I'm trying to make a small extension/bug fix to a plugin I rely on (referenced as
Plugin in the code snips), therefore I'm constrained by its existing API.
I've got the functionality I want somewhat working, however due to inconsistent typing to what the
Plugin's API is expecting, it is not quite working fully.
So here's my somewhat functional code addition to
Plugin; with the context explained beneath:
function! s:conditional_func(mode, ActionFnRef, key) if a:mode.Enabled call a:ActionFnRef(a:key) else call Plugin#Pass#Action(a:key) endif endfunction function! s:nop_exception_register(mode, key) let existing_keymap = Plugin#Get#Keymap() let ActionFnRef = existing_keymap[a:mode][a:key] call Plugin#Keymap#Register(function('s:conditional_func', \ [a:mode, ActionFnRef]), \ "Nop", a:key) endfunction " s:nop_exception_register is later called via another function
a:mode.Enabledis a boolean for the status of
a:ActionFnRefwill be some existing Plugin function, which I only want called (with its own "key-pressed" argument
a:mode.Enabled == 1
Plugin#Pass#Actionis a Plugin function that effectively performs no operation when passed
a:key(in practice, it provides the user with a feedback message, but that's unimportant here)
dictof all existing keymaps, grouped by their modes, then by the actual keys within each mode
thereby the actual function defining the action to be performed when a key is pressed in its mode is captured by the assignment to
Plugin#Keymap#Registeris the built-in API call for registering actions and their keys in the correct mode
The function signature for
Plugin#Keymap#Register is actually (v:t_string, v:t_string, v:t_string), and NOT (v:t_func, v:t_string, v:t_string).
Normally, the name of the action function is passed as a string to
Plugin#Keymap#Register, which generates the Funcref itself by calling
I'm able to have the action working as desired (i.e. conditionally depending on the value of
s:mode.Enabled) because I guess calling
function with a Funcref like I did just returns the same Funcref.
Plugin#Keymap#Register also generates a
dict map of help descriptions, which uses the passed string names of the action functions as its keys. Therefore passing it a Funcref like I did eventually causes
Plugin code executed downstream of that to error. The help map can still be successfully initialized, which I've confirmed by inspecting it. It will contain items like:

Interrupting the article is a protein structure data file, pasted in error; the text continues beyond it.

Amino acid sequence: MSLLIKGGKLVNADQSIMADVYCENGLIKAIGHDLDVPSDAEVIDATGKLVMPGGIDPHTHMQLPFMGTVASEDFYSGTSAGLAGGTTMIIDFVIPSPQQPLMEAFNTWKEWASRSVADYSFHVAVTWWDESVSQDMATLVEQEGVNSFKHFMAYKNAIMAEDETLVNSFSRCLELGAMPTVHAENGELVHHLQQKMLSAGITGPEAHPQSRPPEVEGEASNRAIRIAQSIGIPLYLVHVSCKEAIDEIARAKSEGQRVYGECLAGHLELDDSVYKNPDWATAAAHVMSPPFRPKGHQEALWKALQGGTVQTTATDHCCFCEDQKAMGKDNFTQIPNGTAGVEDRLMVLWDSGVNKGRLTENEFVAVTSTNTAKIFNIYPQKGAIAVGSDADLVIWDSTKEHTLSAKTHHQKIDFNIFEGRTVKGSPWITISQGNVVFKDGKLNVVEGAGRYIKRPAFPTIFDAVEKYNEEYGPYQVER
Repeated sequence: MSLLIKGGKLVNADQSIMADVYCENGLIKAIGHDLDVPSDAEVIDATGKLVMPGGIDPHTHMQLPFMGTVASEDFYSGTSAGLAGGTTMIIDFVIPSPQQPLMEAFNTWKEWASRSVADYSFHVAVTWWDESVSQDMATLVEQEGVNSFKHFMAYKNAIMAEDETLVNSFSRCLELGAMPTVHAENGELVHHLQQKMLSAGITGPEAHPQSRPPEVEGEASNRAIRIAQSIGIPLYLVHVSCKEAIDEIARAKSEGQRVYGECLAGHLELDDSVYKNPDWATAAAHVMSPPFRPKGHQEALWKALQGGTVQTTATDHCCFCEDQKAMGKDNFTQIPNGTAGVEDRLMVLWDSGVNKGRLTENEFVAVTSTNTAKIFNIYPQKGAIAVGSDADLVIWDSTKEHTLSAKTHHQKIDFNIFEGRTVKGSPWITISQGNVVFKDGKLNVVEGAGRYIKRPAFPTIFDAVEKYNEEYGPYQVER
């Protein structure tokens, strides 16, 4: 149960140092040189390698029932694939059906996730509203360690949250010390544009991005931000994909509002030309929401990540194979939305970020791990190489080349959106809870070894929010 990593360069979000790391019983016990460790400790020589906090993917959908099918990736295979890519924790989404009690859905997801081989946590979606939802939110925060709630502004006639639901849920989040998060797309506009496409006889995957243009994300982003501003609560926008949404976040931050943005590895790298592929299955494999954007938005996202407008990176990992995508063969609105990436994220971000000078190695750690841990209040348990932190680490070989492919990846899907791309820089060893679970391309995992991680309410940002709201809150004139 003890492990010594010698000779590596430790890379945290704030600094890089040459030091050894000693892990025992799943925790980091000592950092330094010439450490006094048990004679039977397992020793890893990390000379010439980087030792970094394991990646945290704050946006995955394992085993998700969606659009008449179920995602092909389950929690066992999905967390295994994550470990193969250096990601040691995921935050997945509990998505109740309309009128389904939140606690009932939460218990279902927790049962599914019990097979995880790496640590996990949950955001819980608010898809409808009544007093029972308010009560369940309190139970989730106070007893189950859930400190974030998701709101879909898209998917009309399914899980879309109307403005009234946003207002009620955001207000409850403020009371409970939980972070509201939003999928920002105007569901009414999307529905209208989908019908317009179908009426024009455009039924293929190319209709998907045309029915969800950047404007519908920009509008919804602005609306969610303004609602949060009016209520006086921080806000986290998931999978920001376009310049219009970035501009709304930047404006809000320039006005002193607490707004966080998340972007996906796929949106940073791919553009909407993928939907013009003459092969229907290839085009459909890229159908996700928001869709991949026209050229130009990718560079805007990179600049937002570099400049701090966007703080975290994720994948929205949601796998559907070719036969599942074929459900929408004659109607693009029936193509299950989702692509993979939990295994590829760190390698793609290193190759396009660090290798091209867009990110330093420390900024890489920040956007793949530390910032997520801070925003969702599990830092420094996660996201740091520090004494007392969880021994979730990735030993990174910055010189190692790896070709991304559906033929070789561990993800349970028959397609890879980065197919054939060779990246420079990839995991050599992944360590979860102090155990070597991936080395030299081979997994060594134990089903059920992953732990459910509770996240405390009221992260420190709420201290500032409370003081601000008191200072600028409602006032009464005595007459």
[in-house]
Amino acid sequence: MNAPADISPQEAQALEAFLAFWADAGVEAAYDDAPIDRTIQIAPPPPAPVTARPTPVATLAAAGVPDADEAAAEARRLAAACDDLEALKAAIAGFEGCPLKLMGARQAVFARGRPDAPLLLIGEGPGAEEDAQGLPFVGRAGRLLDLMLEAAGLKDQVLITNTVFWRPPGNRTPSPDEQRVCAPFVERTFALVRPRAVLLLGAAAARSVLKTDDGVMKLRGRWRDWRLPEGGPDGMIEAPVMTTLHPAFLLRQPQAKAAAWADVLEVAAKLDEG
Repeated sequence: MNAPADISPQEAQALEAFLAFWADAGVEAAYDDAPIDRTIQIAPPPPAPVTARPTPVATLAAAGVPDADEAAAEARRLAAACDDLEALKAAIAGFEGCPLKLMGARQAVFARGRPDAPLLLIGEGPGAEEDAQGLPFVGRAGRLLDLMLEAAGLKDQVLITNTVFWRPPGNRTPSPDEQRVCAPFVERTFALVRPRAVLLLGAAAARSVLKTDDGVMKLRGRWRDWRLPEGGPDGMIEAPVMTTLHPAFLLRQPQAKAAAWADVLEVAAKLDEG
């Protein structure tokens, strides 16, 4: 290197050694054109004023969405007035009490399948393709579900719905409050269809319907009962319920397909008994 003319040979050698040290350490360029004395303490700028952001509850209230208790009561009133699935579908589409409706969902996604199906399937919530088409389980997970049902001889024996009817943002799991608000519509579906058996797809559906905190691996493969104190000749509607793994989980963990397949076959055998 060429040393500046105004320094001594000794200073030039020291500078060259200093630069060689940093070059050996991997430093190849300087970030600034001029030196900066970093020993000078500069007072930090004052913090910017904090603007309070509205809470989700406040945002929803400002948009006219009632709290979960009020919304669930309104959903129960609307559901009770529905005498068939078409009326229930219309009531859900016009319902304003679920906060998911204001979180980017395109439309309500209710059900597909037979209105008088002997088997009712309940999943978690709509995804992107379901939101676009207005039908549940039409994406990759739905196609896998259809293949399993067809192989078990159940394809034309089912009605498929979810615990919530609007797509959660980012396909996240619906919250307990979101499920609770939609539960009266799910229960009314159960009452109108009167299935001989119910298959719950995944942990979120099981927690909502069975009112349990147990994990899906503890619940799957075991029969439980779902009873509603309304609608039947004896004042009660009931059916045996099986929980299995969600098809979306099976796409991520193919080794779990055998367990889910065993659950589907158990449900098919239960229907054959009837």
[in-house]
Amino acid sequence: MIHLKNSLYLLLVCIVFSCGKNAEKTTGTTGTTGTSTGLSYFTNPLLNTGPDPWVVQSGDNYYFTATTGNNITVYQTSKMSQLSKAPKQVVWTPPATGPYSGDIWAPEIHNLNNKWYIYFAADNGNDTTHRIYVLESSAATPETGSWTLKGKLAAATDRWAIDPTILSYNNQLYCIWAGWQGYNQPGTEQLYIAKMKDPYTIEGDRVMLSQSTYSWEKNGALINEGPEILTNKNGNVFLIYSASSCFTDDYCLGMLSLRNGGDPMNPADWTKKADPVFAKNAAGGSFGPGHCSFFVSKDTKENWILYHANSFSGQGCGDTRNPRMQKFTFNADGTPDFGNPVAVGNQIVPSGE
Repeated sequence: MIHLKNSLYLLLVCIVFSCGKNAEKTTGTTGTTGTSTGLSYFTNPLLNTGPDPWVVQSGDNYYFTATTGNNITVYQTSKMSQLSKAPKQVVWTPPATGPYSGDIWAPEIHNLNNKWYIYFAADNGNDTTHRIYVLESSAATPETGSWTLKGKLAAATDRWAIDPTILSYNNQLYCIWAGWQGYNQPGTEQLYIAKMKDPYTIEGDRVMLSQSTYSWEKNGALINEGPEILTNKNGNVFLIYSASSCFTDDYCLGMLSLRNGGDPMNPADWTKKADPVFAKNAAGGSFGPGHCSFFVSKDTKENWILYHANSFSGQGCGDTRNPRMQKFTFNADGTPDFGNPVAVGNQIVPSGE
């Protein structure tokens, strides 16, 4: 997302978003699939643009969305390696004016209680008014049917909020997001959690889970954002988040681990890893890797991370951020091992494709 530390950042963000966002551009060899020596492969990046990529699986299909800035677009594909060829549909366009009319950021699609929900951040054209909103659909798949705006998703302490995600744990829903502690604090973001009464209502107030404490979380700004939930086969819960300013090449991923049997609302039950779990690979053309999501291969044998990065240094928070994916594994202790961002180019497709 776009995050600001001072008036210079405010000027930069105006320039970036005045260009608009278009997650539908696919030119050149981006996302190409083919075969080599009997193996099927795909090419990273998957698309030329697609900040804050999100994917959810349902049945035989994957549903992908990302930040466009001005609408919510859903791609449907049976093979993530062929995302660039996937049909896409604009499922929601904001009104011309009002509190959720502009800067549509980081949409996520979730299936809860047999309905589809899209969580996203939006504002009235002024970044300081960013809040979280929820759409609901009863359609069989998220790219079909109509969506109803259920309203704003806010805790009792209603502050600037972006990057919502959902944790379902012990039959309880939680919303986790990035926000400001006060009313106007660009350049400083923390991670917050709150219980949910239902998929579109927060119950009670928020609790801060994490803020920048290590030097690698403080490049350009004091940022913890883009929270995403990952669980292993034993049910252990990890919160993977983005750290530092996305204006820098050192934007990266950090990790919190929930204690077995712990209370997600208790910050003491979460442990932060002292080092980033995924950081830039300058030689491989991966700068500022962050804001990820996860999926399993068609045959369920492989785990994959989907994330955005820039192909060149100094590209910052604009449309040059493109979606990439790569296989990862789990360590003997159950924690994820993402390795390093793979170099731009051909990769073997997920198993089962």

Where items keyed by
'B' will work correctly, but
'D' (added by my hack) not quite.
- Create a named Partial inside
s:nop_exception_register, and trying to pass its name as a string to
function! s:nop_exception_register(mode, key) let existing_keymap = Plugin#Get#Keymap() let ActionFnRef = existing_keymap[a:mode][a:key] let CondPartial = function('s:conditional_func', [a:mode, ActionFnRef]) call Plugin#Keymap#Register("CondPartial", "Nop", a:key) endfunction
This causes a Vim error before it's even fully loaded, with
E700: Unknown function: CondPartial displayed in the terminal.
- Place the logic of 's:conditional_func' inside of
s:nop_exception_registeras a closure and pass that to
function! s:nop_exception_register(mode, key) let existing_keymap = Plugin#Get#Keymap() let ActionFnRef = existing_keymap[a:mode][a:key] func! s:_cond_call_action(key) closure if a:mode.Enabled call ActionFnRef(a:key) else call Plugin#Pass#Action(a:key) endif endfunc call Plugin#Keymap#Register("s:_cond_call_action", "Nop", a:key) endfunction
E700: Unknown function: s:_cond_call_action
Also tried to use
eval(), something like
string(eval("function('s:cond_return_func', [a:mode, ActionFnRef])")), where
s:cond_return_funcbasically returns a Partial like
CondPartialfrom workaround 1 above. This also errors, not on Vim startup, but at runtime when the relevant part of the
Plugincode is called:
E117: Unknown function: <evaluated representation of s:cond_return_func>
I've also considered "dereferencing" a Funcref to its string name if somehow possible, like how in Python one can do
<funcname>.__name__to get the string identifier of the function. Though intuitively this seems unlikely to be possible in Vimscript, as I don't believe functions/funcrefs in Vimscript are like objects in Python. But ofc, please correct me if I'm simply being ignorant here.
So basically, to me it looks like my problem is not fully understanding how to resolve variable/function scopes in Vimscript.
Also I know the two functions from the first code snippet I showed can almost certainly be refactored into one, which I plan on doing, once this more glaring issue is resolved.
I apologize in advance for this long and verbose post, but I just wanted to make sure the problem is fully described. I'm pretty much at my wit's end, please help.